Scenes showed real-life helicopters and secret, state-of-the-art federal police installations in Mexico City. There were shootouts, episode-ending arrests and, naturally, romantic subplots.

So what if scripts carried little more surprise than your average installment of "Scooby-Doo"? Here at last was a flattering look at the work of Mexican police, who in real life can use an image boost.

But that's where things got sticky.

Calderon's foes were sure they smelled a rat when the show launched May 9 — a night after a march in Mexico City by tens of thousands of people decrying the death toll.

Critics saw the show as the equivalent of an infomercial for Public Safety Secretary Genaro Garcia Luna, who oversees the federal police and is a favored target of Calderon foes. The left-leaning Proceso magazine, citing sources it did not reveal, reported that Garcia Luna's agency had invested more than $12 million in the program.

"They're trying to clean up the image of the police … because they haven't done a good job," Quezada said. She asked the federal comptroller's office to find out whether public resources were used. While federal and state agencies in Mexico frequently buy television spots to tout supposed accomplishments, it would be highly unusual to spend public funds on a dramatic series.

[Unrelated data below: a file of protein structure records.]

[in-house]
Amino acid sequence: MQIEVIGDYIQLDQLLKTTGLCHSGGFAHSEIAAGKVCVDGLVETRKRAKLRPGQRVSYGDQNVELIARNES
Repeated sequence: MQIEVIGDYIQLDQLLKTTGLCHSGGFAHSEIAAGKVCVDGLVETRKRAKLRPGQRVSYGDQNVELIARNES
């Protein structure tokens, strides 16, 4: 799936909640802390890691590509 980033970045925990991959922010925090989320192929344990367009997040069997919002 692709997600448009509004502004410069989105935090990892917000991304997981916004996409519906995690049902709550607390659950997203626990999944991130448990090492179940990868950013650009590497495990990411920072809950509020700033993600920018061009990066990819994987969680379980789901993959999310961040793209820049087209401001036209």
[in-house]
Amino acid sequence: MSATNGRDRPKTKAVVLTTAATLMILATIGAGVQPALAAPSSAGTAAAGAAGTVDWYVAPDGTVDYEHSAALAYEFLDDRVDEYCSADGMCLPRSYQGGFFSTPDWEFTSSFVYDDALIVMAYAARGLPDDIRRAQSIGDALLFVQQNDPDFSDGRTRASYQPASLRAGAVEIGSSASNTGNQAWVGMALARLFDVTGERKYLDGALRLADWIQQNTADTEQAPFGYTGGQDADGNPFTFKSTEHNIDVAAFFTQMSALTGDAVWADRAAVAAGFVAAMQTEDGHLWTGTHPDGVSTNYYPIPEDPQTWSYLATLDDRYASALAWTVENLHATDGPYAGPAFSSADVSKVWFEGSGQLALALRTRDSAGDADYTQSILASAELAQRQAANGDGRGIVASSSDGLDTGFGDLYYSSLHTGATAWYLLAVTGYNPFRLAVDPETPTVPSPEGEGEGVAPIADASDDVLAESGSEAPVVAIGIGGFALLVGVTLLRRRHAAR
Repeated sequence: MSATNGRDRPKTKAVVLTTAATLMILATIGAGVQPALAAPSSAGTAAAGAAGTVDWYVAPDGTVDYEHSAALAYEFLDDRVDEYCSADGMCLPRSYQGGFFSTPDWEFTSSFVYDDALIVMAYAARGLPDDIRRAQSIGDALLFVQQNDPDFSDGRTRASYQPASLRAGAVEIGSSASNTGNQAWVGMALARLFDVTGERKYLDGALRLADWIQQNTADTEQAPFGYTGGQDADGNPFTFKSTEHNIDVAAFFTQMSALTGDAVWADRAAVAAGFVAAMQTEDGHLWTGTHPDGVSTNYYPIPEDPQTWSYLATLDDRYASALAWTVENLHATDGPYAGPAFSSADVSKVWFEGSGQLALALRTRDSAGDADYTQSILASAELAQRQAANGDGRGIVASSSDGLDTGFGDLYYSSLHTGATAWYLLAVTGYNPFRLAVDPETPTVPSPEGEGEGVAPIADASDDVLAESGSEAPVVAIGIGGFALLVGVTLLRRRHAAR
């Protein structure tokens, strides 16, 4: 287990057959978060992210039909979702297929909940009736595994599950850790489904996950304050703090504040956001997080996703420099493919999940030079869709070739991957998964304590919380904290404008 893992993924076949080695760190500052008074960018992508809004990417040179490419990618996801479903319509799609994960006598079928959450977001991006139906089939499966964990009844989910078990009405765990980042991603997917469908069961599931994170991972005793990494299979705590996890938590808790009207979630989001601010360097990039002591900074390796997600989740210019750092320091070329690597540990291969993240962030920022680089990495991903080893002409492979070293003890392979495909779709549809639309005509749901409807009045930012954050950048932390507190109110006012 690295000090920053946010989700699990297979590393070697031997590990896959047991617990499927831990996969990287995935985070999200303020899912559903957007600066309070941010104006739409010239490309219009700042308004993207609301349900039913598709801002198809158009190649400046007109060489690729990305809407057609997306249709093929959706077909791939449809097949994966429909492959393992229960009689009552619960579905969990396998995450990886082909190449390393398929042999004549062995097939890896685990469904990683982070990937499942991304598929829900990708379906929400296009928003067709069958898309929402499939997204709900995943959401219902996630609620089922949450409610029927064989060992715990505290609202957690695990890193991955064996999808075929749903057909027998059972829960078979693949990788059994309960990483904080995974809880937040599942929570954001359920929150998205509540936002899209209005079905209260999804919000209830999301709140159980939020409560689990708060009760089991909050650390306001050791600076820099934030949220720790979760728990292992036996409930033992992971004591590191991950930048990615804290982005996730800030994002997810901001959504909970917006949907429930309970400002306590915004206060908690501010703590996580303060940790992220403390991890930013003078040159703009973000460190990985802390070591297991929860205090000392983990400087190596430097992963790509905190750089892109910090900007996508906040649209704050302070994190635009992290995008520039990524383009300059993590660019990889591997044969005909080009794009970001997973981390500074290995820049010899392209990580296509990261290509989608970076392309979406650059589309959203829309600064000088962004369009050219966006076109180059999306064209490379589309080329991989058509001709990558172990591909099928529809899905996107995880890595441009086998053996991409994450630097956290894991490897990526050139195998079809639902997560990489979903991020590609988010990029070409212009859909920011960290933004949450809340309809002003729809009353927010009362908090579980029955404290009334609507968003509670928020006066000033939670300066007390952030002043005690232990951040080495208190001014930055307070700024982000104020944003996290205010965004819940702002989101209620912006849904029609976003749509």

A spokeswoman for the federal police declined to comment, citing the complaint.

The show's producer, Pedro Torres, said Mexicans' frustration over safety is born of many years of official corruption and mistrust toward law enforcement. But he said federal police deserved praise for making improvements.

In an interview, Torres scoffed at the idea of "The Team" as propaganda. "The intention was to make a police drama," he said. He referred questions about federal funding to Televisa, which did not respond to inquiries.

Torres said his production team began discussing the idea three years ago. Plans to air the show were in place long before the May 8 march, he said.

It doesn't take much to convince conspiracy-minded Mexicans of alleged government plots. The drug war has offered whispers aplenty of hidden hands at work: arrests that may have been staged, accidents that may not have been accidents, dead crime bosses who may, in fact, not be dead.

It's hard to say whether Mexican cops got any public-relations lift from "The Team." If not, they can take heart from a new holiday.

Calderon declared Thursday as Mexico's first-ever "Federal Police Day."

14 comments: